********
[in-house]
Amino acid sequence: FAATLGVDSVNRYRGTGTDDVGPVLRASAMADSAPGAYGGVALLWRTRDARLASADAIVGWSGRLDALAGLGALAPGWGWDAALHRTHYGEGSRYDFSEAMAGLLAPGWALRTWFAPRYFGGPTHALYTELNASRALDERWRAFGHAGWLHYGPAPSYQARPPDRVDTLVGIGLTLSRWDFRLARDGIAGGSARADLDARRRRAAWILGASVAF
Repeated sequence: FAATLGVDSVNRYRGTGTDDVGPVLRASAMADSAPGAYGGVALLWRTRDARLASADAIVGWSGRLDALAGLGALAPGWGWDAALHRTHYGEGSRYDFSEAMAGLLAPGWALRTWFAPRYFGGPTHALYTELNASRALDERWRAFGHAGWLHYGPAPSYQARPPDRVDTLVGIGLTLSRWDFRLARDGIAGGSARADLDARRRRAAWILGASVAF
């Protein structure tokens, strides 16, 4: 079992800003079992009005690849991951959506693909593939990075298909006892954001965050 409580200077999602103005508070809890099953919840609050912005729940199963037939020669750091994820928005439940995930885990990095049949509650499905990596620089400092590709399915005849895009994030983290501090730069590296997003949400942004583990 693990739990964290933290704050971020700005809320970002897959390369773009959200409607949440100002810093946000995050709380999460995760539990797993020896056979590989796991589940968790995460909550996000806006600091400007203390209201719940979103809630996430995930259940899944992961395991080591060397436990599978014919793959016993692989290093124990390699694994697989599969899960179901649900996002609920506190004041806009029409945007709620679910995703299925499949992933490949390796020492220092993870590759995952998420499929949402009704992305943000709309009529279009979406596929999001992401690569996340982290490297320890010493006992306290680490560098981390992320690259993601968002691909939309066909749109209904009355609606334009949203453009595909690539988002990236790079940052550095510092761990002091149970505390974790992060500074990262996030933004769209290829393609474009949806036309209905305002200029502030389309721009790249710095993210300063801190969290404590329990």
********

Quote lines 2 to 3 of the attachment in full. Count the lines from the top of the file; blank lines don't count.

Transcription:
Amino acid sequence: FAATLGVDSVNRYRGTGTDDVGPVLRASAMADSAPGAYGGVALLWRTRDARLASADAIVGWSGRLDALAGLGALAPGWGWDAALHRTHYGEGSRYDFSEAMAGLLAPGWALRTWFAPRYFGGPTHALYTELNASRALDERWRAFGHAGWLHYGPAPSYQARPPDRVDTLVGIGLTLSRWDFRLARDGIAGGSARADLDARRRRAAWILGASVAF
Repeated sequence: FAATLGVDSVNRYRGTGTDDVGPVLRASAMADSAPGAYGGVALLWRTRDARLASADAIVGWSGRLDALAGLGALAPGWGWDAALHRTHYGEGSRYDFSEAMAGLLAPGWALRTWFAPRYFGGPTHALYTELNASRALDERWRAFGHAGWLHYGPAPSYQARPPDRVDTLVGIGLTLSRWDFRLARDGIAGGSARADLDARRRRAAWILGASVAF